MANCHESTER, England — The match was so old, past 10 p.m. at historic Old Trafford, that Hope Solo walked back toward her goal line, stared out at a spot on the ground in front of her, and prepared for penalty kicks. The U.S. women’s soccer team has won games that way before, and if that’s the wildest way to end things, then this match — this crazy match against Canada in the Olympic semifinals — must end that way.
But in the moments before Solo fully settled in, Heather O’Reilly, who spent the first 101 minutes on the bench, settled the ball on the right side. With her fresh legs, she sent a cross into the box in hopes that it might find an American head, an American foot, something. And Alex Morgan jumped.
“I need to wrap my head around what just happened,” Solo said.
What just happened, in the simplest terms, is that Morgan got her head on O’Reilly’s cross and knocked it past Canadian goalie Erin McLeod in the third minute of injury time at the end of 30 minutes of extra time — essentially with about 20 seconds left in a game that had lasted nearly 130 enthralling, exhausting minutes. The goal gave the Americans, who trailed three times, a 4-3 victory over Canada, and set up the rematch with Japan that the United States has yearned for since last summer, when it fell to the Japanese in the Women’s World Cup.
“Moments like this are what make sports so cool,” U.S. star Abby Wambach said.
But in between the jubilation and despair there was also controversy that complicated matters. The Canadians flat-out believe they were robbed — particularly on the game-tying goal, but throughout a rough-and-tumble game as well. They will wake up Tuesday morning believing the three goals delivered by brilliant forward Christine Sinclair should have been enough to stake their own place on Thursday at London’s Wembley Stadium, where the gold medal game will be contested.
“Just devastated,” Sinclair said. “We feel like we didn’t lose. We feel like it was taken from us. It’s a shame that in a game like that, that’s so important, the ref decided the result before it started.”
Sinclair put Canada up 1-0 at the half, and even at this legendary home to Manchester United, a normal soccer match seemed to be playing out before a crowd of 26,630 that at times sounded much larger. American Megan Rapinoe scored to tie things up on a corner kick, then Sinclair countered, then Rapinoe again, a rocket that clanked off the post and in. When Sinclair headed one more past Solo in the 73rd minute, a mad flurry of four goals in 19 minutes was over. With Canada up 3-2, there was more than a little spice.
There was also some discussion from the Americans about their propensity for providing drama, even if it makes no one in the stands very comfortable.
“I think we’re just trying to gain more fans,” midfielder Carli Lloyd said. “I think we’re trying to give people back home heart attacks.”
There were sources of calm. Wambach, 32, remained serene in so many unsettled moments, in large part because of the women with whom she plays.
“Even when they scored their third goal, there was something in me that knew that we had more, that we could give more,” Wambach said. “I don’t know what that means, quite honestly, if it’s just confidence until the end. But this team has a belief in itself.”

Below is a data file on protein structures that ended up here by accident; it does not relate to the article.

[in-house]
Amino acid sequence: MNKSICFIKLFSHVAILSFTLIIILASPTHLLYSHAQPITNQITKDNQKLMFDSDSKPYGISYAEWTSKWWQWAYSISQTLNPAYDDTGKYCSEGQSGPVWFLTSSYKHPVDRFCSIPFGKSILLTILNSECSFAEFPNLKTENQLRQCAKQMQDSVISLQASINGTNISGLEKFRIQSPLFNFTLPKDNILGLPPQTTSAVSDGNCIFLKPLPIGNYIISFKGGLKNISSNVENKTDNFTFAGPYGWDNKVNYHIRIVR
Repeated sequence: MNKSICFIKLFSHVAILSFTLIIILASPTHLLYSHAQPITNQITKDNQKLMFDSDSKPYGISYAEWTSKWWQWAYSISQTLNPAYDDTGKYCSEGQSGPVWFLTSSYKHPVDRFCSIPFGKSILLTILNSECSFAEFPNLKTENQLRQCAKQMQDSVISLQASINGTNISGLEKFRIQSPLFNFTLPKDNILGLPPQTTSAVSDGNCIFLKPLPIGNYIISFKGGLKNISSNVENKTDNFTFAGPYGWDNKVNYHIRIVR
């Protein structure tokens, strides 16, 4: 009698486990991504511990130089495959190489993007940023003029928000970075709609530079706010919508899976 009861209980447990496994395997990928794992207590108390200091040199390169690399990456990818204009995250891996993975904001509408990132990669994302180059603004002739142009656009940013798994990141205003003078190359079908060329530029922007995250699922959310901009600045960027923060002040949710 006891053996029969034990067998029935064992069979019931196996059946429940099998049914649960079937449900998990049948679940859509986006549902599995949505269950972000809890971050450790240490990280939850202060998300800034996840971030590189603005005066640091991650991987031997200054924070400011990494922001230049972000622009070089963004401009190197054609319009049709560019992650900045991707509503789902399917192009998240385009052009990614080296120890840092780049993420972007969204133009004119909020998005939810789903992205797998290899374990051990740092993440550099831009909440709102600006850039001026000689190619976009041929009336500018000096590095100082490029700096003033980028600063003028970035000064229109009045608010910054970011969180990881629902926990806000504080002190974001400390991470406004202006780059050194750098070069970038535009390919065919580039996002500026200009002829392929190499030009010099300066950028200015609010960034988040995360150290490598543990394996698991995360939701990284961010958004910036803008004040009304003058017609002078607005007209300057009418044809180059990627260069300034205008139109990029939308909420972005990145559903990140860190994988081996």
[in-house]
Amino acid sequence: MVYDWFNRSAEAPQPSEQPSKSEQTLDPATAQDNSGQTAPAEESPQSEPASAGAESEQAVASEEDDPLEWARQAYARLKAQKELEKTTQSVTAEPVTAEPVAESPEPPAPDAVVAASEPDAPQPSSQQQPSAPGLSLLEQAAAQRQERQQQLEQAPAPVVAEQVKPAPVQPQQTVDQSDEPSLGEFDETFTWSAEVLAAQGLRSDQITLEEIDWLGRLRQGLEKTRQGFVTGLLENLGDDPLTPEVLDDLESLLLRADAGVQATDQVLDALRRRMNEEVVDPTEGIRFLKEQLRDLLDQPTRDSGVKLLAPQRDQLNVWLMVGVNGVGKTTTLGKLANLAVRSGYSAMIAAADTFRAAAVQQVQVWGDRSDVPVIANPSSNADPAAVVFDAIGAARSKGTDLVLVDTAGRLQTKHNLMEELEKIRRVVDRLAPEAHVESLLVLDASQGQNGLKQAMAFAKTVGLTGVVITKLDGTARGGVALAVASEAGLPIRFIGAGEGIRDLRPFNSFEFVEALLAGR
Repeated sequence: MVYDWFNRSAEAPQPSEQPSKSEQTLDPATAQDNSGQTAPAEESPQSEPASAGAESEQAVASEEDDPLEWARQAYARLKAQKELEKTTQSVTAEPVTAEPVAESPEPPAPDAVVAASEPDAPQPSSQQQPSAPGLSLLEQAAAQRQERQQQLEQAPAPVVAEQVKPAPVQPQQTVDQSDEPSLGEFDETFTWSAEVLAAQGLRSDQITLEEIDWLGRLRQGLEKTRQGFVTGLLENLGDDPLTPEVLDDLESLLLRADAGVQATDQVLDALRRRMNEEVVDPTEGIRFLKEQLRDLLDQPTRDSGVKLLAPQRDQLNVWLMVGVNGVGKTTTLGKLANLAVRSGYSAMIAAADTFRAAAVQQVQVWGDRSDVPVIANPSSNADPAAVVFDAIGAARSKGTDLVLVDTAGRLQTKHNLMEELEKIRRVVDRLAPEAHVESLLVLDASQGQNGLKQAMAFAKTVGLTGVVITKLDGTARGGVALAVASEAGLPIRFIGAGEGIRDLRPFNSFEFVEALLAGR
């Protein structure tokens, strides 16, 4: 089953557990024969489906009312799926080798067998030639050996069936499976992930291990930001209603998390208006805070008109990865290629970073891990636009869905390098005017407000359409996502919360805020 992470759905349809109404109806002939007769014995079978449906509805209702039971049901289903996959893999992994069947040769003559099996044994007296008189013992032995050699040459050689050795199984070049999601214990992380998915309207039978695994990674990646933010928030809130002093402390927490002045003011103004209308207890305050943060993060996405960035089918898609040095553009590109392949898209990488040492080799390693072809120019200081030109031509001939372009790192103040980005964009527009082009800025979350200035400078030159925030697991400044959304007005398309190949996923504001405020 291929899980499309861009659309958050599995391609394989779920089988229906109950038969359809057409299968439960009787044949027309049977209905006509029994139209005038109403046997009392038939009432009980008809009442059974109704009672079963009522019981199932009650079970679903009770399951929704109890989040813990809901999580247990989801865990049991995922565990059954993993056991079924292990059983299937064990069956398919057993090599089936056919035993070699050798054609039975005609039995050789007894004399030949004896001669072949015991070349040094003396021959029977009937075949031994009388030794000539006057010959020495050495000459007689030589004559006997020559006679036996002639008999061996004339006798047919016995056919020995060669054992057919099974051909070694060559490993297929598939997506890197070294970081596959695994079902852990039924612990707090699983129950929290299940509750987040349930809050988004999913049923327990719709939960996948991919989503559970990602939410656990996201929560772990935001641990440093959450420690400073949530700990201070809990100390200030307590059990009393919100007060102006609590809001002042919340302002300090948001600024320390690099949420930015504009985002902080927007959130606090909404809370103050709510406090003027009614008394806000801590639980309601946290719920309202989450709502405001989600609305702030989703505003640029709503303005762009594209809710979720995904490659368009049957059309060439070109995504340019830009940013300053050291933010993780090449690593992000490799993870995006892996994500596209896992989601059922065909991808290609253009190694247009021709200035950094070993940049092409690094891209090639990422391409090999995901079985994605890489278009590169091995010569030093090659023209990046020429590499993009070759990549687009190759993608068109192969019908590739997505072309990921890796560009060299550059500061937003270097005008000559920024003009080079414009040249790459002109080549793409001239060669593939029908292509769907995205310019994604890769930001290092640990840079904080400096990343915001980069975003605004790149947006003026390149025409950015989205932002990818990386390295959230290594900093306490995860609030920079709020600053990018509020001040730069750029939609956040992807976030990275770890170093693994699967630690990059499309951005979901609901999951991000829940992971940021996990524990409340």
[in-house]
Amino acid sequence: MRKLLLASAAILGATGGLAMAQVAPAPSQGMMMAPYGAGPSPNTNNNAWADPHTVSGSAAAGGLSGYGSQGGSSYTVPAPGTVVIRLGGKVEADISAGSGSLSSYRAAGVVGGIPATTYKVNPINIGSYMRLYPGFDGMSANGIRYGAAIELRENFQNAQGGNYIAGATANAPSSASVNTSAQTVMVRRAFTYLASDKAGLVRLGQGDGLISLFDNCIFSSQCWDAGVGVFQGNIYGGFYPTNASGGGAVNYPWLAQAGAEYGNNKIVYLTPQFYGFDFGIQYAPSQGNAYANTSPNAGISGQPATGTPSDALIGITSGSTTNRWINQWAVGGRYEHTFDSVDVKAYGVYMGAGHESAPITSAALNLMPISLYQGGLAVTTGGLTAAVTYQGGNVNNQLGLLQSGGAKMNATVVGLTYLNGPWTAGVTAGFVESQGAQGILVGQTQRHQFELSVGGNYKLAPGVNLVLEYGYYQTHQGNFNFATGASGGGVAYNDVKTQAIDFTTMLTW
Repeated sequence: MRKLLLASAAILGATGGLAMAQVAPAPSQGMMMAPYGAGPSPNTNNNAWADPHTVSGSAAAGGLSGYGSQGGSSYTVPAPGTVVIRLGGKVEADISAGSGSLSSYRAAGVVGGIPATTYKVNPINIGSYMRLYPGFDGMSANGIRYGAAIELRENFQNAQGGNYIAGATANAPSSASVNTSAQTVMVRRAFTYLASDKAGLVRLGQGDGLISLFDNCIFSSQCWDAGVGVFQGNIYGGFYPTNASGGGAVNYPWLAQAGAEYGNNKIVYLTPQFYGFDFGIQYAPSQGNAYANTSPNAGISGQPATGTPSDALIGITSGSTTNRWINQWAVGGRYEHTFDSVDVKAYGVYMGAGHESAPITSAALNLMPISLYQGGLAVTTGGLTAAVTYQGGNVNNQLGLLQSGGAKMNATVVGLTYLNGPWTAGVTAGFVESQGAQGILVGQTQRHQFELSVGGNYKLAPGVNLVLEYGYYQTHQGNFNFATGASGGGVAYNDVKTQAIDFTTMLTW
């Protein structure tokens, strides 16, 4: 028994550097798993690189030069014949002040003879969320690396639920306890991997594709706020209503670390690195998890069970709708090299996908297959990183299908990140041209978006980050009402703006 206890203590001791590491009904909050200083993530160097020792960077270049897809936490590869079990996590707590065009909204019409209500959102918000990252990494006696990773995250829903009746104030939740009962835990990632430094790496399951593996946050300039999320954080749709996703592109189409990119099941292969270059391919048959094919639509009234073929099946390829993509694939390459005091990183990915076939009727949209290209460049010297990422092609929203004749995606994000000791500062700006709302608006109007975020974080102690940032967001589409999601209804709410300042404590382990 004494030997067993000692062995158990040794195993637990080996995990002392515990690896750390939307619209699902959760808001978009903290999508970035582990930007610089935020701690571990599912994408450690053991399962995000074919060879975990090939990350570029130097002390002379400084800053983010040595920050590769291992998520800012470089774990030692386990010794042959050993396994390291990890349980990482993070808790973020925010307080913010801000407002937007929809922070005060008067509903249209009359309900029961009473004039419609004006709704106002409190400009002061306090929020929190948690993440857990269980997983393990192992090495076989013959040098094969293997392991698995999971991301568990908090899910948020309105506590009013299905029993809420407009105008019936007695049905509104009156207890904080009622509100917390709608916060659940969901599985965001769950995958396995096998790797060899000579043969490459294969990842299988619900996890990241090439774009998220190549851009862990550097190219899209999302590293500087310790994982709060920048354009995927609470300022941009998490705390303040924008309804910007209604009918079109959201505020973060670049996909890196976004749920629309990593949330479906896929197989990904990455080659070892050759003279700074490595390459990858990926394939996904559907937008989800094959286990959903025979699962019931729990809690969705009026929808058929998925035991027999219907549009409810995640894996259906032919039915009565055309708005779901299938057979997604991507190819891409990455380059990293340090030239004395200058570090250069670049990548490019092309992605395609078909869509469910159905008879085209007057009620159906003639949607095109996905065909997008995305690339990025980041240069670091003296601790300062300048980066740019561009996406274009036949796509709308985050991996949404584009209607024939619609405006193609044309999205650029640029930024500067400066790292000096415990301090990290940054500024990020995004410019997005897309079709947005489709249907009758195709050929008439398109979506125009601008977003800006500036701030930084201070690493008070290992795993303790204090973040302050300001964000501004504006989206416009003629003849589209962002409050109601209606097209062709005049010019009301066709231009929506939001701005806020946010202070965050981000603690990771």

With a little more than 10 minutes remaining in regulation, McLeod, the Canadian goalie, wrapped up a ball on the ground, then took her time getting up. Here, then, came the controversy. Referee Christiana Pedersen of Norway called McLeod for holding on to the ball for more than her allotted six seconds, essentially a delay of game. Pedersen awarded the Americans an indirect free kick inside the penalty area. McLeod was stunned.
“I have never known this to happen in a game before,” she said. “Referees never make this kind of decision.”
The United States hardly debated that. American veteran Christie Rampone is 37 and has played on the national team for 15 years. When has she seen that call?
“Never,” she said.
Rapinoe took the free kick, and she drilled it directly into Canada’s wall of defense. It hit Canadian defender Marie-Eve Nault, ostensibly in the hand or forearm. Pedersen blew her whistle again: hand ball. Penalty kick, United States.
Sinclair, the Canadian captain, continued to ask for explanations.
“She actually giggled and said nothing,” Sinclair said of Pedersen. “Classy. . . . We feel cheated.”
Wambach knocked home the tying goal. At that point, who knew more than 40 minutes of soccer remained? In the 101st minute, O’Reilly arrived. She settled in. And later, with the clock ticking down, she looked for Morgan.
“This is what we live for,” Morgan said.
And because she got her head on that ball, the Americans have another moment for which to live. That it is against Japan is only appropriate.
“This is a rematch,” Lloyd said. “This is redemption for us. We know how bad it was for us after that game. We know how it felt.”
They also, time and again, know how it feels to win in pit-of-the-stomach fashion. When it was over, in the bedlam of a full-on pigpile, Wambach found Morgan and said, “I think I’m in love with you right now.” When the pile broke up, U.S. Coach Pia Sundhage found Morgan, too, and delivered a message.
“Remember one thing,” she said. “Promise yourself one thing: Remember this moment.”
It should not be difficult. That moment — one pass, one shot, one goal — ended a ridiculous night, put the Americans in the gold medal game, and provided a memory that couldn’t possibly be scrubbed from the brains of those involved.
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